Sub-Saharan Africa needs electricity, and a coalition of more than 100 private-sector partners, host-country governments and multilateral organizations began working to meet that need after President Obama announced the Power Africa initiative in June 2013. Lining up financing, engineering, permits and partners is complicated business, but some projects are already bringing light, computers and information into African homes.

Check out these snapshots of progress in the past two years:

Solar for Rwanda

A field of mirrors in the shape of the African continent began soaking up the sun to bring electricity to Rwandans in February.

The field, the first of its kind in East Africa, aims to provide 8.5 megawatts (MW) of power. Gigawatt Global, a Power Africa partner, led the financing, construction and interconnection of the facility, which cost almost $24 million.

“Our project proves the viability of financing and building large-scale solar fields in sub-Saharan Africa,” said Gigawatt co-founder and director Chaim Motzen when the project launched. “We hope that this solar field serves as a catalyst for many more sustainable energy projects in the region.”

The solar field is expected to provide Rwanda with grid-connected power to supply 15,000 homes.

Geothermal in Ethiopia

Ethiopia is one of the few places on Earth where the searing power of the planet’s core seeps up to the surface. Power Africa partners are developing geothermal energy to provide electricity to as many as 2 million homes.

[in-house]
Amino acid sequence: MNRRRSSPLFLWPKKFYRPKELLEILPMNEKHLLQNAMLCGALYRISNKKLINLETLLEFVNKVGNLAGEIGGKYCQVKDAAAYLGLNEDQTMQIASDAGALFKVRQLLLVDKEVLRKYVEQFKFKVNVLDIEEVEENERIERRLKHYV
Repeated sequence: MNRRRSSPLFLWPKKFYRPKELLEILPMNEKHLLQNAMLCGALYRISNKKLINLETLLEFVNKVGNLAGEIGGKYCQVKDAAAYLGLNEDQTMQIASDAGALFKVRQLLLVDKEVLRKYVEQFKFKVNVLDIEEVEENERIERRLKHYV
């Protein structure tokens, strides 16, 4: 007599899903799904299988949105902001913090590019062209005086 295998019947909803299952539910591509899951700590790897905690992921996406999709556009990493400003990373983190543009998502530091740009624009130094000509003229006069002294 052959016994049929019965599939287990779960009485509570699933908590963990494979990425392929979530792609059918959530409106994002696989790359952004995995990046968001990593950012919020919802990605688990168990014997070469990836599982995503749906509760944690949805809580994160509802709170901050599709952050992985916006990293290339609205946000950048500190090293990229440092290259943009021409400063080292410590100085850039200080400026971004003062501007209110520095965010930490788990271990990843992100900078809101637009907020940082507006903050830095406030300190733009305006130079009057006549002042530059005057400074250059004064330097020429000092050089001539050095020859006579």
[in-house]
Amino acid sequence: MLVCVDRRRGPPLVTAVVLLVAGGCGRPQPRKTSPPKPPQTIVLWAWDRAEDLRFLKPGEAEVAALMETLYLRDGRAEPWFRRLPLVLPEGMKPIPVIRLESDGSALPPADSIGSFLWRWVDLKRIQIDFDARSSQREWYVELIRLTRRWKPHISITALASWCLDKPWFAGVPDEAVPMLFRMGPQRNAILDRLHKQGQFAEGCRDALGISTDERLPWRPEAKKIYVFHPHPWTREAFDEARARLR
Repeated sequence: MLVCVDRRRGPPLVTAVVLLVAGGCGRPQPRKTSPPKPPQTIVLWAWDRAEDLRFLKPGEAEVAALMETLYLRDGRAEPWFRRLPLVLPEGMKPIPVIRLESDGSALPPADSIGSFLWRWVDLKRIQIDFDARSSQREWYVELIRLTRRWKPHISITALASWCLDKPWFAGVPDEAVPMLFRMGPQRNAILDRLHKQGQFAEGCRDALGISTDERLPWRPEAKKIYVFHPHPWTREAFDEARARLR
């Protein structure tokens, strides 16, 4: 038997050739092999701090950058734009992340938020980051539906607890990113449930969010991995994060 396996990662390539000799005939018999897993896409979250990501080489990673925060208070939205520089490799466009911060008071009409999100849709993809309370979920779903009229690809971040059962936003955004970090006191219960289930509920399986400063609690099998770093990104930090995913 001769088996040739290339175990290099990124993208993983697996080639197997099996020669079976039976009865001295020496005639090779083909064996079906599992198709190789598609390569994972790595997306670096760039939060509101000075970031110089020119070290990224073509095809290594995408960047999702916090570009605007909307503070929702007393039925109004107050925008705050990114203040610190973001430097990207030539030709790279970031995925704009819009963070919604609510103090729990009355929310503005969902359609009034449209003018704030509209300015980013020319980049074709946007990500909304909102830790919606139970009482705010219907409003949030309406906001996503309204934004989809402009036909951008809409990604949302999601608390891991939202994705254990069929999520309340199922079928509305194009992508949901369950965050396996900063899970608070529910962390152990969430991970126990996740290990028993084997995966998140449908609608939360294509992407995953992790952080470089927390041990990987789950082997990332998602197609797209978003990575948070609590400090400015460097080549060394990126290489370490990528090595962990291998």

Rift Valley Geothermal, the Ethiopian government and Reykjavik Geothermal are the lead partners in the Corbetti Caldera Geothermal Project. That’s Reykjavik as in Iceland, the world’s leader in development of geothermal energy.

Steam seeping from the Earth’s core will be harnessed to supply electricity in the Rift Valley. (Robert Sauers/USAID Ethiopia)

This 500MW facility will become the largest geothermal facility in Africa. Beyond the potential output, Power Africa coordinator Andrew Herscowitz says the way partners launched and coordinated the project could allow energy investors to see similar potential elsewhere.

Biomass in Kenya

The mathenge weed (also known as mesquite) has become an invasive species in Baringo County, Kenya, but it might light the future with a biomass power plant under development by Power Africa partner Cummins Cogeneration Kenya Limited.

The invasive mathenge weed will provide fuel for a power plant in rural Kenya. (Cummins Cogeneration Limited)

The facility will convert plant-based material into energy with a gasification technology process. Cummins aims to provide electricity for more than 12,000 homes, an important step forward in an area where 90 percent of the population has no access to electricity.

Using the invasive weed for fuel means the CCKL project will transform a nuisance into a resource and will open up more land for agriculture, thus increasing food production.